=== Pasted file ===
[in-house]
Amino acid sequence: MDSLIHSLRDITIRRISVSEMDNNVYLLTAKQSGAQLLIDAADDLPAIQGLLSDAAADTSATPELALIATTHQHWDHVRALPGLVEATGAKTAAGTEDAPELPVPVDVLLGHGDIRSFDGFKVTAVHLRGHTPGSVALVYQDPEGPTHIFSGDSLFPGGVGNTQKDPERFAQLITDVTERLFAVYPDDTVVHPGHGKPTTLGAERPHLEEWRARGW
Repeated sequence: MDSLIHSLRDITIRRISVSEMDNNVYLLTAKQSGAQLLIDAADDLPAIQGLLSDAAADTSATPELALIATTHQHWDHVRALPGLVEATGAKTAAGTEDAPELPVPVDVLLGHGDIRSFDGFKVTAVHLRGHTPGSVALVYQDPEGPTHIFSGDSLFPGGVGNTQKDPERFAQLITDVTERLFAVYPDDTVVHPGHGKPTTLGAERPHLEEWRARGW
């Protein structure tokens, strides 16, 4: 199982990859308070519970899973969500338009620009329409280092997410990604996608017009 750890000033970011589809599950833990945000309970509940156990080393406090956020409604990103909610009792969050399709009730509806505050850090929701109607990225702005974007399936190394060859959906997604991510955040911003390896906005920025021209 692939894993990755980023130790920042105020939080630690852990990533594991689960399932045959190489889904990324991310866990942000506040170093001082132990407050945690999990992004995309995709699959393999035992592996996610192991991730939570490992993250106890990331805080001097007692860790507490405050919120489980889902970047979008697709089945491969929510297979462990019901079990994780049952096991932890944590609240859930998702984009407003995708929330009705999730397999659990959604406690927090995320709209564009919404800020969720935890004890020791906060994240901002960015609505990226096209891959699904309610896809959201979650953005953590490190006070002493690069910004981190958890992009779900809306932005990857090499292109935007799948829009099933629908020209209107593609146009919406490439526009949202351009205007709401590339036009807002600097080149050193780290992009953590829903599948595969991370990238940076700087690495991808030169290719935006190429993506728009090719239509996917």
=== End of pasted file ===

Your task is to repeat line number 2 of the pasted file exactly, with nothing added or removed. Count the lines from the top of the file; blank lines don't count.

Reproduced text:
Amino acid sequence: MDSLIHSLRDITIRRISVSEMDNNVYLLTAKQSGAQLLIDAADDLPAIQGLLSDAAADTSATPELALIATTHQHWDHVRALPGLVEATGAKTAAGTEDAPELPVPVDVLLGHGDIRSFDGFKVTAVHLRGHTPGSVALVYQDPEGPTHIFSGDSLFPGGVGNTQKDPERFAQLITDVTERLFAVYPDDTVVHPGHGKPTTLGAERPHLEEWRARGW